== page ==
Home Science Sticky Fingers: Scientists Create Robotic Hand With Gecko Grip

Sticky Fingers: Scientists Create Robotic Hand With Gecko Grip


The robotic farmHand was developed at Stanford University's biomimetics lab and incorporates fingertips and an adhesive inspired by acrobatic gecko lizards, which can climb vertical surfaces unaided by liquids or surface tension. (Biomimetics and Dextrous Manipulation Lab, Stanford University)

By Martin M Barillas

Mimicking a human’s ability to adjust tension in the hand according to the power or delicacy required to grasp an object has met with limited success until now, as roboticists have developed a “hand” featuring sticky fingertips inspired by the gecko lizard.

Researchers say they devised a robotic hand that is able to grasp a basketball and carefully handle an egg or a delicate tomato that would have defeated previous robotic attempts. “You’ll see robotic hands do a power grasp and a precision grasp and then kind of imply that they can do everything in between,” said Wilson Ruotolo, lead author of the study published in Science Robotics.

Ruotolo and his collaborators wanted to create manipulators that are simultaneously dexterous and strong. He and Dane Brouwer of Stanford University’s Biomimetics and Dextrous Manipulation Lab developed the robotic “farmHand,” which can handle diverse objects ranging from raw eggs to jugs of liquids and an angle grinder.

The four-fingered farmHand was inspired not only by a human hand but also the gecko’s sticky toes. The adhesive toepads allow these acrobatic carnivores to adhere to surfaces without the use of liquids or surface tension. The grippy material for farmHand was developed by the Stanford lab, led by co-author Mark Cutkosky, a professor of mechanical engineering.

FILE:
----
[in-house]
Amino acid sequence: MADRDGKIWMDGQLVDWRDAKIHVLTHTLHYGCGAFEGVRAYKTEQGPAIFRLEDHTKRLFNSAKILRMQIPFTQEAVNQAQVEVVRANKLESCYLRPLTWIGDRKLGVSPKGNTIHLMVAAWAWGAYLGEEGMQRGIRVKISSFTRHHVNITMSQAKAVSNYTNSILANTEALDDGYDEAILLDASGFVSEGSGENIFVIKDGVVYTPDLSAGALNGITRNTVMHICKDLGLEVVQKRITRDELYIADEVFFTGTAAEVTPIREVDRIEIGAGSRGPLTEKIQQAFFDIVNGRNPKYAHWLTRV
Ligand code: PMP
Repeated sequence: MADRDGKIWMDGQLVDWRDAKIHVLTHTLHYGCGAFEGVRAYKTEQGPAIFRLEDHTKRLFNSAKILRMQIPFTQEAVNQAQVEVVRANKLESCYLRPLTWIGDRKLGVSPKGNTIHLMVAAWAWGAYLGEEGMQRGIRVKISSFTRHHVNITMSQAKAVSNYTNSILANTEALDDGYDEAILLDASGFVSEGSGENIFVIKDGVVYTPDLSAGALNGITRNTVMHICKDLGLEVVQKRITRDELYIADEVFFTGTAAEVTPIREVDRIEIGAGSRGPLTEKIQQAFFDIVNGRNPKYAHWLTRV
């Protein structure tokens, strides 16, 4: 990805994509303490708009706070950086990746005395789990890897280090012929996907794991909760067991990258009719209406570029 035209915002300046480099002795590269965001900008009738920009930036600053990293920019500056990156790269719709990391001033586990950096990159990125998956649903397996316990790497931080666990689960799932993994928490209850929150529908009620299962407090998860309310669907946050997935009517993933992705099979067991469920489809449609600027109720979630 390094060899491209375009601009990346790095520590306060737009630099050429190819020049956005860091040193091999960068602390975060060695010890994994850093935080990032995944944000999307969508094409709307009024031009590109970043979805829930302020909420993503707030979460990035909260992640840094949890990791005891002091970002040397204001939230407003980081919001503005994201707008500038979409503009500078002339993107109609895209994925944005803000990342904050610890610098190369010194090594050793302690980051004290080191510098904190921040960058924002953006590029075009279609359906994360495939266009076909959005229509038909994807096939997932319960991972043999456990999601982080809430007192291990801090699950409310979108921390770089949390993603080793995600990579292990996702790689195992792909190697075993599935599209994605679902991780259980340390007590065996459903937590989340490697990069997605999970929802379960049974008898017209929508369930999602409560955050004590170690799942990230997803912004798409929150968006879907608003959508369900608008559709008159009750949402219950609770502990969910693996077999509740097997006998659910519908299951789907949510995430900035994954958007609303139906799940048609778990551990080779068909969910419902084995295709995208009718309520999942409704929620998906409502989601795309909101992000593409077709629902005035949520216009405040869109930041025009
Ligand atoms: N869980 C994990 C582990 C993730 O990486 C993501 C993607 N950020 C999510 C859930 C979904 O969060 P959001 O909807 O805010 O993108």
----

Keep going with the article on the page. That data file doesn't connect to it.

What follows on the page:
The gecko-inspired adhesive uses microscopic flaps to create a firm grip, using what is called a Van der Waals force — a weak intermolecular force that results from differences in the positions of electrons on the outsides of molecules. The adhesive’s grip, therefore, requires little force to be strong yet leaves behind no residue.

The new robotic hand has a grip gentle enough to grasp delicate fruit and strong enough to wield a basketball. (Figure adapted from Ruotolo et al. (2021)/Science Robotics)

“The first applications of the gecko adhesives had to do with climbing robots, climbing people or grasping very large, very smooth objects in space. But we’ve always had it in our minds to use them for more down-to-earth applications,” Cutkosky said. “The problem is that… gecko adhesives are actually very fussy.”

Gecko adhesives must connect with a surface in just the right way to activate the essential Van der Waals force. It is easy to apply smoothly onto a flat surface, but grasping an object with multiple gecko patches at various angles presents a challenge.

To address this challenge, the researchers designed finger pads for farmHand that are made of a collapsible rib structure, which buckles with little force. The ribs consistently buckle, regardless of location or angle of contact. This means that the adhesive pads apply equal force and prevent premature slipping.

Robotic hands, so far, have only been able to grasp objects using a C-shaped traditional pinch (left), which is less effective than the hyperextended pinch (right) that allows for a greater surface area to make contact with the object. (Figure adapted from Ruotolo et al. (2021)/Science Robotics)

“If you move these ribs, the buckling results in a similar force no matter where you start,” said Brouwer. “It’s a simple, physical behavior that could be deployed even in spaces outside of robotics, perhaps as shoe tread or all-terrain tires.” Commercial applications for the technology are a possibility.

The authors also developed tendon-like structures for the robotic hand that allow a hyperextended pinch. Other robotic hands pinch objects in a shape resembling a “C,” while farmHand pinches with the ends of its fingers pressed pad to pad, thus giving the adhesives more surface area to work with.

The authors found that computer simulations predicting the interactions of a robot with something as soft as an heirloom tomato can be inaccurate. Despite this, they were successful due to 3D printing parts and testing them quickly: something that would have been impossible just a few years ago.

Edited by Siân Speakman and Kristen Butler

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